Are there some good books that collect these? I’m thinking of the sort of things you’d find in Gray’s Anatomy, or a naturalist’s sketchbook, but collected and presented more for their artistic value than their scientific value.
Well, an article I just read on Vesalius cites a book called The Illustrations from the Works of Andreas Vesalius of Brussels – after a quick check of amazon.com it appears that it’s still available and fairly inexpensive. This would appear to be the sort of thing you’re looking for – and the Vesalius illustrations are really intriguing. The article I mentioned talks about how the figures in it are presented more or less as classical sculptures who just happen to have internal organs, and argues for this presentation being a result of the general taboo against the practice of dissecting cadavers – the pictures disassociate themselves from their origins.
Andreas Vesalius was the first name that came into my mind when I saw this thread title.
This is a site that shows some of his illustrations. Live-action skeletons!
Vesalius’s work is beautiful! I’ll be giving him a closer look.
An MD friend of mine suggested someone named Netter. Anyone familiar with his work?
Frank H. Netter wrote the Atlas of Human Anatomy. It’s quite an excellent book, and I consider myself lucky if I have access to it. It’s quite expensive (Amazon sells it for $64.95 for the paperback version), or else I would have bought a copy for myself.
The problem that I have with Gray’s is that often, the drawings are too detailed for what I need. (I work in radiology billing, and I often need to look up various body parts so I know how to code them.) When I’ve had access to Netter, my job gets a lot easier.
When I first saw this thread a couple of days ago, the first medical artist I thought about was Frank Netter. I searched for a site that might show enough of his illustrations (without reducing them to thumbnail size) to give you a sense of his work. I gave up essentially empty handed*. So I never posted.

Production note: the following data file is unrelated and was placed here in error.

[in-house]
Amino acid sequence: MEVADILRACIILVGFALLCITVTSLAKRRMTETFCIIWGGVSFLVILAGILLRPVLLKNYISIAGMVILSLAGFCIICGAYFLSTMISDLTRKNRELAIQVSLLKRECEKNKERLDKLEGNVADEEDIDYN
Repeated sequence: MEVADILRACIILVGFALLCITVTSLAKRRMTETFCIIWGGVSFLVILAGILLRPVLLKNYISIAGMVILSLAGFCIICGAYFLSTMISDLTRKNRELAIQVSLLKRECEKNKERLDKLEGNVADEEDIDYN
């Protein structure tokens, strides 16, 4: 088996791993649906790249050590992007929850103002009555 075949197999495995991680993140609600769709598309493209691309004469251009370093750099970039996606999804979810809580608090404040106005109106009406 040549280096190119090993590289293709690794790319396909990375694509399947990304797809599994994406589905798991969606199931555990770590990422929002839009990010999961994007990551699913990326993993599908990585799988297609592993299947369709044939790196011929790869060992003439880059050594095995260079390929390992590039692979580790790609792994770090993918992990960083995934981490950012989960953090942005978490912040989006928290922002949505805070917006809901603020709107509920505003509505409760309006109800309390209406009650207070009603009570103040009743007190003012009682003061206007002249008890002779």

In any case, Frank Netter is probably known and revered by most people who went through medical school from the 60’s on. His style was both unintimidating yet full of detail. I always thought they had a Rockwell look about them. Yes, I know that’s bizarre to say that about a picture of your brain, but there you have it.
One of the interesting things about Netter is that he did much of his work (maybe all) under contract to CIBA-Geigy (a pharmaceutical house). Every month or so, I’d receive, free of charge, a wonderful little booklet on this subject or that illustrated by Netter. I saved my collection for years.
I should be honest. There’s no way that Netter is in the ranks of Vesalius. Still, his work was unique. It appealed to me in a way that no other medical illustrator had, before or since.
[sub][sup]*The reason for the lack of his illustrations available on the Net is that most of his stuff is still very much for sale. Do a search for “Netter + CIBA” and you’ll find lots of ads for books using his illustrations. The fact that there are so many still for sale is testimony to his reputation.[/sup][/sub]
MsRobyn, my MD friend who praised Netter did so at Gray’s expense. However, he also said there are differences between the U.S. and U.K. editions of Gray’s, and that the U.K. edition is better.
But not better than Netter, heh.